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IRS Withholding Calculator Helps Retirees, Self-Employed, and Others with Multiple Income Sources

The IRS Withholding Estimator webpage helps taxpayers with employee wages make sure that the correct amount of tax is being withheld from their paychecks. Ordinarily, tax withholding only takes into account the tax implications of income from a particular job. If you have multiple jobs or receive other taxable income, the amount withheld might be too low. Insufficient withholding throughout the year can mean an unexpectedly large spring tax bill, perhaps even one that includes IRS penalties.

Getting your withholding right to avoid such surprises can be particularly tricky if you receive non-employee income. The Withholding Estimator tool is therefore especially useful if you:

  • Receive Social Security retirement benefits but also work part-time or have a pension.
  • Earn any self-employment income, which includes “side hustles” and “gig economy” income, such as driving for Uber or Lyft.
  • Have unearned income such as stock dividends, interest, alimony, or distributions from a traditional (not Roth) IRA.
  • Use scholarship or grant funds for expenses other than tuition and school fees (such as incidental living expenses).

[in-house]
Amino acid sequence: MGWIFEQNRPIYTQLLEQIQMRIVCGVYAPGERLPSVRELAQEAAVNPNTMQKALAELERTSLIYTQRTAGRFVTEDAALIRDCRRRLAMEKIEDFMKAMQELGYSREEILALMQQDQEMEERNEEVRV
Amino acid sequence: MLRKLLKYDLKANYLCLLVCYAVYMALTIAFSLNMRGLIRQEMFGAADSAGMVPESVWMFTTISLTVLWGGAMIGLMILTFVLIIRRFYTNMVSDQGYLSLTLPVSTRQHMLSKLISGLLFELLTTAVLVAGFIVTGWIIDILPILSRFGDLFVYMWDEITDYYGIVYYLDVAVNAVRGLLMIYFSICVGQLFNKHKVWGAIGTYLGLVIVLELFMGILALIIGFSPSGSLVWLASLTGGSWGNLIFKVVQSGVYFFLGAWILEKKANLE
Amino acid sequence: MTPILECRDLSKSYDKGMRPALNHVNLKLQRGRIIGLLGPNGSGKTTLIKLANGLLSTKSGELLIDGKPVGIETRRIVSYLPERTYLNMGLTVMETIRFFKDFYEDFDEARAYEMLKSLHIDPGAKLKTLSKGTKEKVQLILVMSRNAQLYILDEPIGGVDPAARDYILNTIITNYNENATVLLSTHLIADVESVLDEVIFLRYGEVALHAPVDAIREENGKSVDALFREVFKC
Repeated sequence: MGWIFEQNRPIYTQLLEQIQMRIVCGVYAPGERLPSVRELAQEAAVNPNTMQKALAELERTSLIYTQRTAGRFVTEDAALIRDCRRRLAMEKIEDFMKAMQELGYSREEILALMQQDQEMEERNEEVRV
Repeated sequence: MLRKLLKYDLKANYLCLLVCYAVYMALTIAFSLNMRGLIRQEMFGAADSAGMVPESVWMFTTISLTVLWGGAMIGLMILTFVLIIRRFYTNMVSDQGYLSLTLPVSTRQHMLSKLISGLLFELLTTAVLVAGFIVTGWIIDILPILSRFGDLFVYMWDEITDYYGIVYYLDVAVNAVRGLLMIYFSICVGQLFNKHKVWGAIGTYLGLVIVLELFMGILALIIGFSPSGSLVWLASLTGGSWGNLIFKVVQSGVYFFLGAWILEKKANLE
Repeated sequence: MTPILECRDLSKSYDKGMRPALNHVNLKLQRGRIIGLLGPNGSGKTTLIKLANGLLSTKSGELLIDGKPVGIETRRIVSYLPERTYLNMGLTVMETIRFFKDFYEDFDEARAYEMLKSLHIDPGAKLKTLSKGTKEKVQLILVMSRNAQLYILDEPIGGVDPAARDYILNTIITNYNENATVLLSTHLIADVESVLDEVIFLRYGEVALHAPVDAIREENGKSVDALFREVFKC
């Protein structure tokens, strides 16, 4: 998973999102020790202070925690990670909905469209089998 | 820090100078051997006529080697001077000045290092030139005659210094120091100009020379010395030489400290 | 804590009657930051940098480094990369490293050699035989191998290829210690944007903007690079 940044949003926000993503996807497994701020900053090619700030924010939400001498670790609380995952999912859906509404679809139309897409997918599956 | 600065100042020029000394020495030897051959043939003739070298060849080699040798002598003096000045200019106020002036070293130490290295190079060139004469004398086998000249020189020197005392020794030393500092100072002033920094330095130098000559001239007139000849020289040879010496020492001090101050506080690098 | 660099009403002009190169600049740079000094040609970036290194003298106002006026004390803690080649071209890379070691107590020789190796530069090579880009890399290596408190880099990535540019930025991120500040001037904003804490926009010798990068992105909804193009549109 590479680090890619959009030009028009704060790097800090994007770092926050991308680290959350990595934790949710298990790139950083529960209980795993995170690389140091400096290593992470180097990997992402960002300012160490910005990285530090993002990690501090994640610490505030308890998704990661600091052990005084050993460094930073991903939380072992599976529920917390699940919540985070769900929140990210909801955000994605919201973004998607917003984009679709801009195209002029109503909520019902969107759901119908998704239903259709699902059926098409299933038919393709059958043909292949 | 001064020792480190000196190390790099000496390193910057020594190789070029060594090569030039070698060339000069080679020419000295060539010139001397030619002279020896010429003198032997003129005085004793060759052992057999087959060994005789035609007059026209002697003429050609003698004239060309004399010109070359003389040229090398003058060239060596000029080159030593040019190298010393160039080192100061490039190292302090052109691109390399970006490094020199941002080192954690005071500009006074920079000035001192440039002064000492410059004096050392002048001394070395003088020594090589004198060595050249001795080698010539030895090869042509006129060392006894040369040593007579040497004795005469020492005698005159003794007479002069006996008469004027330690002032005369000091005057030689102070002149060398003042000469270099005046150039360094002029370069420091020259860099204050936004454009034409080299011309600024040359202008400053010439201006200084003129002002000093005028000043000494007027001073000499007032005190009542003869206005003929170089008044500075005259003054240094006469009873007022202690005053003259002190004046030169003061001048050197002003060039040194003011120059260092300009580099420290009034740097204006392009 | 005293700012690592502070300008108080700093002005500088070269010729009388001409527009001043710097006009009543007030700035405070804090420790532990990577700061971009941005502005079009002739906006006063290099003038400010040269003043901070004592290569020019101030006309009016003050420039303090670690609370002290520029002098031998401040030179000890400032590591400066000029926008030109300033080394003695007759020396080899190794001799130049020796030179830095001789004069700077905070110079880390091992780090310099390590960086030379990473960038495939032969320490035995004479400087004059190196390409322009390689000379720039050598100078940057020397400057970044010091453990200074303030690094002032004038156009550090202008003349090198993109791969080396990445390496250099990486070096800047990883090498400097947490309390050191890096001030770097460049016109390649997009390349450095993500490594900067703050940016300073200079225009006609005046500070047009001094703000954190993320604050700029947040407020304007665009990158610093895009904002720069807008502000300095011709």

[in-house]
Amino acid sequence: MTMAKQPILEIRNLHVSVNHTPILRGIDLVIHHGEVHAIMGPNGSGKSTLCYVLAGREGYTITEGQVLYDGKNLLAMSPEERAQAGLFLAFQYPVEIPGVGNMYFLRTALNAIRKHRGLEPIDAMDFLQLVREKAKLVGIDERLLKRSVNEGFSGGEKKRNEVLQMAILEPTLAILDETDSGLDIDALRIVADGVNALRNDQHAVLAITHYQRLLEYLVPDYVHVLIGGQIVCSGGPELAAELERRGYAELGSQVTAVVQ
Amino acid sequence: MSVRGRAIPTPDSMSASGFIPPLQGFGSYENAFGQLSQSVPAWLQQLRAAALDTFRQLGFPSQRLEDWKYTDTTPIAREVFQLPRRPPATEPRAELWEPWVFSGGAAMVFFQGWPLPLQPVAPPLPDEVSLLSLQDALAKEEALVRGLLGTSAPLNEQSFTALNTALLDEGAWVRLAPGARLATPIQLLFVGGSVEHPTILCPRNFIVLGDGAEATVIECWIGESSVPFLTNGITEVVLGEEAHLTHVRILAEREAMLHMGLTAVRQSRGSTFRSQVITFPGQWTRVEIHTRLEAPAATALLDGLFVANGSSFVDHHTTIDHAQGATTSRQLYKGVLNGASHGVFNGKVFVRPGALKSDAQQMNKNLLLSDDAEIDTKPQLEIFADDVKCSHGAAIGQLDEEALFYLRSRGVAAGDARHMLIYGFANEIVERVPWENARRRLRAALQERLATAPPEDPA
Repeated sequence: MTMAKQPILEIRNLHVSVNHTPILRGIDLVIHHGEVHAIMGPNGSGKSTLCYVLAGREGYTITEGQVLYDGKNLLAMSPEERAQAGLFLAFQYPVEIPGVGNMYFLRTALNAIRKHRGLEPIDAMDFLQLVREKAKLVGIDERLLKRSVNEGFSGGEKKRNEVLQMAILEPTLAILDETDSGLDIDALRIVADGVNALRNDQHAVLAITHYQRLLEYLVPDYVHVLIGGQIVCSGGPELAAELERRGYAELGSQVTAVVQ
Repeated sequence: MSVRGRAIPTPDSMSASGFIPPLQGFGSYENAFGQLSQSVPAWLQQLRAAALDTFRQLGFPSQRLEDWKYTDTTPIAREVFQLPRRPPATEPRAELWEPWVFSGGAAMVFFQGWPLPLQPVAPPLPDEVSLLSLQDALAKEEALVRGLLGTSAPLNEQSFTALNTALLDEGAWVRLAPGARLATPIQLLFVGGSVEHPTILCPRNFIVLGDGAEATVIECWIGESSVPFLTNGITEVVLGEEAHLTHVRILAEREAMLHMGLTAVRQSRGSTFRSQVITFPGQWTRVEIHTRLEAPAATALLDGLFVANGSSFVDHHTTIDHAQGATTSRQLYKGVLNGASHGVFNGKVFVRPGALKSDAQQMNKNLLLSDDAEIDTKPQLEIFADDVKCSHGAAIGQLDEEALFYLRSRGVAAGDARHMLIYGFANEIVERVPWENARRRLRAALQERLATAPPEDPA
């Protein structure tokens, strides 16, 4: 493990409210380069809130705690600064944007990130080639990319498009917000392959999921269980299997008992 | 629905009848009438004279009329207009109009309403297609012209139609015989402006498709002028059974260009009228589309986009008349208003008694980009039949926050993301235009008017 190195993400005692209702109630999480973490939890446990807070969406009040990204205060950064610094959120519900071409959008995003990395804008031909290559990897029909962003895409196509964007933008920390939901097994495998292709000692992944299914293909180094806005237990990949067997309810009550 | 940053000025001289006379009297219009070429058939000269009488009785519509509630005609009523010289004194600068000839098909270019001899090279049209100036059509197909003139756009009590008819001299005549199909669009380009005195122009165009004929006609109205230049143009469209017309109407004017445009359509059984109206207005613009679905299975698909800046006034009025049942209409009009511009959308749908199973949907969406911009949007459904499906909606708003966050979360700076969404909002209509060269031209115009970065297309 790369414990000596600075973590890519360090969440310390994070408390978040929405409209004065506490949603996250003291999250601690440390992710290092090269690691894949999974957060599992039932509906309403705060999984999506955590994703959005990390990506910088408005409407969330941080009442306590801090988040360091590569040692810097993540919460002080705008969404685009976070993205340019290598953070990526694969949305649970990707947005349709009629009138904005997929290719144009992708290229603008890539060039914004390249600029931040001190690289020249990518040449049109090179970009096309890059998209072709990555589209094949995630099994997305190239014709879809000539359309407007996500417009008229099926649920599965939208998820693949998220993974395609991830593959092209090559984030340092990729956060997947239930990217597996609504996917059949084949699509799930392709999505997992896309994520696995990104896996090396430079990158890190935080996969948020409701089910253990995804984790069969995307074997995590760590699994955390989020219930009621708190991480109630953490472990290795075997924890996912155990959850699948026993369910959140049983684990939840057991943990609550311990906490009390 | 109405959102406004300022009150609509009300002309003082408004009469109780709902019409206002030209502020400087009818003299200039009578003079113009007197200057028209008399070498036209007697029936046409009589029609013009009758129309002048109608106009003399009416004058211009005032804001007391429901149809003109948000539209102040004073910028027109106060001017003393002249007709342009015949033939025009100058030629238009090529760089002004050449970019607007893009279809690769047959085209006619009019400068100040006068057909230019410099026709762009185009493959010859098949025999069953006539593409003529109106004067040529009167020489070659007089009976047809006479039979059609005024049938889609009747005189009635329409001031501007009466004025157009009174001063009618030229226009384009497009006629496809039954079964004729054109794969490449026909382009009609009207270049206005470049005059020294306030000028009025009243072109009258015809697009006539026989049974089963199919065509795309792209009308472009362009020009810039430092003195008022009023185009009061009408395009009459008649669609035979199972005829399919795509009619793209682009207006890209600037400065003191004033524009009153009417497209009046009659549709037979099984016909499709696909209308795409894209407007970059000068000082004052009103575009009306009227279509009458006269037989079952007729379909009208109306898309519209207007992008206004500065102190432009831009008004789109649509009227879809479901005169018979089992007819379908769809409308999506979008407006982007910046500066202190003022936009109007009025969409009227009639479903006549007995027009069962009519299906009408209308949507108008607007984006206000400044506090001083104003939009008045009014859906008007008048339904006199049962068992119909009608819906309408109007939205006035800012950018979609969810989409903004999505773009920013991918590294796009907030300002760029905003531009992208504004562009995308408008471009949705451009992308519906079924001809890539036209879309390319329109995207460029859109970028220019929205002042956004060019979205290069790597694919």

In order to get the most accurate results from the Tax Withholding Estimator, you will need to know your income amounts from these sources, as well as the wages and tax withholding shown on your paychecks. The tool will also ask for your filing status and number of dependents.

If you find that not enough tax has been withheld from your 2019 paychecks, it is not too late to take action. Here are three ways to lower your spring tax bill and reduce or eliminate any IRS penalties:

  • Fill out a new W-4 Form (Employee’s Withholding Allowance Certificate) and submit it to your employer, requesting that an additional amount be withheld from your paychecks.
  • Complete Form W-4V (Voluntary Withholding Request) to request that tax be withheld from your Social Security checks; submit the form to the Social Security Administration.

Make a fourth-quarter Estimated Tax Payment for 2019. The due date for such a payment is January 15, 2020.